Gearing up for Artsfest


Maria Shaughnessy

Marc Mulligan demonstrates tie-die in the 2019 ArtsFest workshop “Tambourines, Tangerines, and Tie-dye.” ArtsFest is a day filled with art-themed workshops designed by students, for students.

Chloe Ma, Reporter

A new format for the opening ceremony and many new workshops are in store for this year’s Artsfest, which will take place Feb. 27, along with pre-Artsfest activities The Hunt and Art in the Dark.

“I’m excited because every year Artsfest is an opportunity for my friends and I to relax and try something new. Last year I chose a crochet workshop, which was pretty strange for me.” said Ben Cifu, a senior who helped organize workshops this year. 

 Some new workshops this year include art activities run by English teacher Colin Rennert-May and his five-year-old son, Jonas, song composition with U-High alumnus Zoe Brisky, and opportunities to watch and discuss “The Office.” Workshop signup opens Feb. 10 at 9 p.m. here.

Art in the Dark will feature music and art activities such as a henna station, a mural for students to paint, a tie-dye station and student performers Feb. 26 from 6-9 p.m. in Café Lab.

The Artsfest opening ceremony will feature an interactive format, with grade-wide competitions centered around the arts. This is different from the customary assembly-like ceremony. The closing ceremony will have a returning performer who goes by the stage name Bardo.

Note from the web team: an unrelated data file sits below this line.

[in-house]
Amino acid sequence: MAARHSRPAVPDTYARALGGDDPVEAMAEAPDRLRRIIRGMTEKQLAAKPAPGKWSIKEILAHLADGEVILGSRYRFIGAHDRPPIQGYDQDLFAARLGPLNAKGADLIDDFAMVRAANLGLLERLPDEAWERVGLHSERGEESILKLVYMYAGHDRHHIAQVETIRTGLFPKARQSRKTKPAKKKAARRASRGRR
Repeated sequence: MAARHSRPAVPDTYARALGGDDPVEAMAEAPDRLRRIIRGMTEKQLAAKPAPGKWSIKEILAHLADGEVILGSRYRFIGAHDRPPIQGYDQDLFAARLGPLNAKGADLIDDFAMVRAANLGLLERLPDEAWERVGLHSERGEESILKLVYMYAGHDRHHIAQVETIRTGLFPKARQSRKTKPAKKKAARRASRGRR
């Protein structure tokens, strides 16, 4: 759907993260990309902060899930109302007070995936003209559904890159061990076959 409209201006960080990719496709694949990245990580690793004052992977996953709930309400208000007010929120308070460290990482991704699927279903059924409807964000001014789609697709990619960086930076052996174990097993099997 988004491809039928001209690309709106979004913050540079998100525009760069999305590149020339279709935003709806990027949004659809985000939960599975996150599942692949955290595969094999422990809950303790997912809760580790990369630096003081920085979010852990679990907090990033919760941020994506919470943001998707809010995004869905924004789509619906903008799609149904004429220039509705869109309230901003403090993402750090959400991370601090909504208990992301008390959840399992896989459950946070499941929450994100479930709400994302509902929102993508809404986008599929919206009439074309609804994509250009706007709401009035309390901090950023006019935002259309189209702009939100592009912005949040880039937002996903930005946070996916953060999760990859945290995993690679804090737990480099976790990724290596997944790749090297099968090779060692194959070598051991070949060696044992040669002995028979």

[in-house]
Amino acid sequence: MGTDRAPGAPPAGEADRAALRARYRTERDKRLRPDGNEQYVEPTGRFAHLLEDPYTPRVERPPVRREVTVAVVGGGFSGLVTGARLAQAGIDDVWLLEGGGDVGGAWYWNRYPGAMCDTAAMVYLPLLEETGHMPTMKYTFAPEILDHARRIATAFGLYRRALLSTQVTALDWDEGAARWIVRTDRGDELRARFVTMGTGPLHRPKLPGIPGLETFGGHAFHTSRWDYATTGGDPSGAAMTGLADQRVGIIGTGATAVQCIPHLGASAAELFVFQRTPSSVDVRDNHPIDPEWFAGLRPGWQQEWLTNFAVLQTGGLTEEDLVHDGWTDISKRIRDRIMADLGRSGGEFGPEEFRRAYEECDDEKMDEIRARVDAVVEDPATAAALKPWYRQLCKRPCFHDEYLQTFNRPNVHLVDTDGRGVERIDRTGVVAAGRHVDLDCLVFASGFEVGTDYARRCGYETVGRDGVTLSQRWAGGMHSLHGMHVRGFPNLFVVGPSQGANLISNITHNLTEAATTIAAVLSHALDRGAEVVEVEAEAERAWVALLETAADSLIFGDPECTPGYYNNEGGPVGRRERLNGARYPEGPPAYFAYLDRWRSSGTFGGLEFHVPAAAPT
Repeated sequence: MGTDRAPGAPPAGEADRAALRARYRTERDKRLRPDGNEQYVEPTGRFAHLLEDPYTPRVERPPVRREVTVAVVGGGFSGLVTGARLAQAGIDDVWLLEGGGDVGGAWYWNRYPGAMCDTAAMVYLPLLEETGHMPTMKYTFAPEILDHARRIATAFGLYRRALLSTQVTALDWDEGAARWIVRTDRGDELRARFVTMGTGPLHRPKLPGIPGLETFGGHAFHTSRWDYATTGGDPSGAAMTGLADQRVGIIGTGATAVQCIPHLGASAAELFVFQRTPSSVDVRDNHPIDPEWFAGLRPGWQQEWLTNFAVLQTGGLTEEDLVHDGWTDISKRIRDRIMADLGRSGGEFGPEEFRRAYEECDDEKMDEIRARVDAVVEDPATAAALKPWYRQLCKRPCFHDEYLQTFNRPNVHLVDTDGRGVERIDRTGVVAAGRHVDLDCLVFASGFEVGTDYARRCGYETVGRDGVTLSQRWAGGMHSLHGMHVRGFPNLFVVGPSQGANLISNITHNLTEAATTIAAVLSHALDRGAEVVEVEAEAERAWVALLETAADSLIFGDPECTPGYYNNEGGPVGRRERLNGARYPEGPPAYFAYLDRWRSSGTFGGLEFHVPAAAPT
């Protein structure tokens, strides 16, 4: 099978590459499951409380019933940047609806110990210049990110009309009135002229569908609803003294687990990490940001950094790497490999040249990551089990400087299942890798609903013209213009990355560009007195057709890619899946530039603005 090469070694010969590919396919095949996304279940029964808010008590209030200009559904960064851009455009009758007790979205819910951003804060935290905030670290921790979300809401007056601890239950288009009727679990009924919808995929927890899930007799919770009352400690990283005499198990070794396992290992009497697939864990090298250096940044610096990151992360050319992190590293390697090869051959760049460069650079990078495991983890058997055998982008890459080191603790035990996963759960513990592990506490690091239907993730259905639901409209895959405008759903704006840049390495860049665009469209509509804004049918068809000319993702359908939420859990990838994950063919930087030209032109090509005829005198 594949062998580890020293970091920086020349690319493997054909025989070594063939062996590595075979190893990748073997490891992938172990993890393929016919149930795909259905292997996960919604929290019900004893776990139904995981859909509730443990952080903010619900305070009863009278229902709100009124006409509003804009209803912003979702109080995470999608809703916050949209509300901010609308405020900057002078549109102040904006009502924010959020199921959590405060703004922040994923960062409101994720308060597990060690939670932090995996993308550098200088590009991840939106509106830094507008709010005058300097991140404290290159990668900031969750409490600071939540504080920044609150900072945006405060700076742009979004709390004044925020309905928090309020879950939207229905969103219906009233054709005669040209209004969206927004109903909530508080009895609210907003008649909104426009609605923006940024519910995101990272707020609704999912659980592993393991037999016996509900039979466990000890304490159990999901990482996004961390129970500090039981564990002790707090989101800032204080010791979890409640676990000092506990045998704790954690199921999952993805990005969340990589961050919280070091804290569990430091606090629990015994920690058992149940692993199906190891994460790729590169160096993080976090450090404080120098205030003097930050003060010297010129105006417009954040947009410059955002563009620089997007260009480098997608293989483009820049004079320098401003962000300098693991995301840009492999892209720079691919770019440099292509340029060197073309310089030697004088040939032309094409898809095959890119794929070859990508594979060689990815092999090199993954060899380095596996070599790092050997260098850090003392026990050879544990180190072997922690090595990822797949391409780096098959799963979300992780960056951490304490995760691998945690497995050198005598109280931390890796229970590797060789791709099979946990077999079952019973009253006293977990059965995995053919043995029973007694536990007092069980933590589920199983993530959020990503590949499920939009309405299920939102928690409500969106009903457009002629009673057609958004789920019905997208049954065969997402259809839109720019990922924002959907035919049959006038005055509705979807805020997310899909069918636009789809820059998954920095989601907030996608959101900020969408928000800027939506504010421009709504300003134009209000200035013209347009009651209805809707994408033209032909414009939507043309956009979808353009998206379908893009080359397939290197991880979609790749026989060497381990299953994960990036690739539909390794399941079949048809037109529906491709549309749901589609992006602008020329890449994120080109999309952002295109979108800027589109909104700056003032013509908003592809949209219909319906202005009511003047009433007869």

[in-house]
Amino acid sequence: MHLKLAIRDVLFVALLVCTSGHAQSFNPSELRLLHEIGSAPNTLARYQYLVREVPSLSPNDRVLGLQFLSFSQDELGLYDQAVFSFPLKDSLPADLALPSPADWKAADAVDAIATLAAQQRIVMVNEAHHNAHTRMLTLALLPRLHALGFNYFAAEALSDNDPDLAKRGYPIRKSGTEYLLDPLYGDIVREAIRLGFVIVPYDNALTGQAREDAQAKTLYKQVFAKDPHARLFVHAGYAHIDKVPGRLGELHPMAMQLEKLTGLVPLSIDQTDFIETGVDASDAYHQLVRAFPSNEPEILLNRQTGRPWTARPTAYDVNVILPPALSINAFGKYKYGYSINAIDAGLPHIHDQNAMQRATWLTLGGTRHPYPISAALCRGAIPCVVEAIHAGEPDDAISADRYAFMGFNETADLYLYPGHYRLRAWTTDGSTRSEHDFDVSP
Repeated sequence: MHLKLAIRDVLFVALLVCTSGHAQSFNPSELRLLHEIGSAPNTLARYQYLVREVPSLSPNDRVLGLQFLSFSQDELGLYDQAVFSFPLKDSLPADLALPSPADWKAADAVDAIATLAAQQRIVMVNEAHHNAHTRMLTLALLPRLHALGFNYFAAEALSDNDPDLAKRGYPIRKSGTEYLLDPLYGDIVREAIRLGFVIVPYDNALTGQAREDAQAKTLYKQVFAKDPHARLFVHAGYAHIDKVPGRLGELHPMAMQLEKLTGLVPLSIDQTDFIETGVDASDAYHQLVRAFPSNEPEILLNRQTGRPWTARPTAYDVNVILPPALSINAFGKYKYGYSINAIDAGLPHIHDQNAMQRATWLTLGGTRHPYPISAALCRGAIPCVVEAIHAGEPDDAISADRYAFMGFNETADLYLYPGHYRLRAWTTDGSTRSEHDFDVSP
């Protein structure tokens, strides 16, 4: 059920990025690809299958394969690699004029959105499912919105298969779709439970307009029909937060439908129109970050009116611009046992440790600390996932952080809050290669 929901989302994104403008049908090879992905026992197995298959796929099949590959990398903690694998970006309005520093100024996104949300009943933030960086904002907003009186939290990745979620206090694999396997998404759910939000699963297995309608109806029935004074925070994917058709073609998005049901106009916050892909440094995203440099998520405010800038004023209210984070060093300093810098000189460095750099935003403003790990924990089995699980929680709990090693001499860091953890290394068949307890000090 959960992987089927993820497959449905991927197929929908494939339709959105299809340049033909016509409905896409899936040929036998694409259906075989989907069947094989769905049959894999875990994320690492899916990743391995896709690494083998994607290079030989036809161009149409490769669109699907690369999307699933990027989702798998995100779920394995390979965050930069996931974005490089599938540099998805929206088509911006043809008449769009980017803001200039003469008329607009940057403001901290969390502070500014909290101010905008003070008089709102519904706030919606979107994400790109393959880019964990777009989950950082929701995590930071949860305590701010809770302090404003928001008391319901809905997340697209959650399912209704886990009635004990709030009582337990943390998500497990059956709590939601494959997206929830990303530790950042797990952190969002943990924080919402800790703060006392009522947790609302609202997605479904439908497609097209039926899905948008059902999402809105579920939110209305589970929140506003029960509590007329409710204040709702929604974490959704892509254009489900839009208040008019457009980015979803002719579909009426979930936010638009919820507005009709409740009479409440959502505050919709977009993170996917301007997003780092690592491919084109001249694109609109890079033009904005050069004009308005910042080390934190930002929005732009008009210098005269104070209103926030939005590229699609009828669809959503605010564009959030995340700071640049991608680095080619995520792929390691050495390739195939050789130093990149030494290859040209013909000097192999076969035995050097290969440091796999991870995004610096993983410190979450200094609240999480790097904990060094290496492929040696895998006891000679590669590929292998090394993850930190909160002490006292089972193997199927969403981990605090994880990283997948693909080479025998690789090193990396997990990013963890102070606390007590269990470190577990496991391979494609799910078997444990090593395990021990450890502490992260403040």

Students often look forward to the annual scavenger game, The Hunt, which begins Feb. 19 and continues through Feb. 26. To compete, students will form groups and perform tasks that will be revealed at the start of the week. The prize is tickets to Pitchfork Music Festival this summer. 

Artsfest is also sponsoring a book talk from U-High alumnus Gabriel Bump on his new book, “Everywhere You Don’t Belong,” on Feb. 18 during lunch in C-116.

This annual experience of a day dedicated to art workshops was created to bring the community together with art and creativity.

One of the most important parts of Artsfest is that it is mostly student-run.

“It is student-driven, of the students, by the students” Artsfest adviser Brian Wildeman said.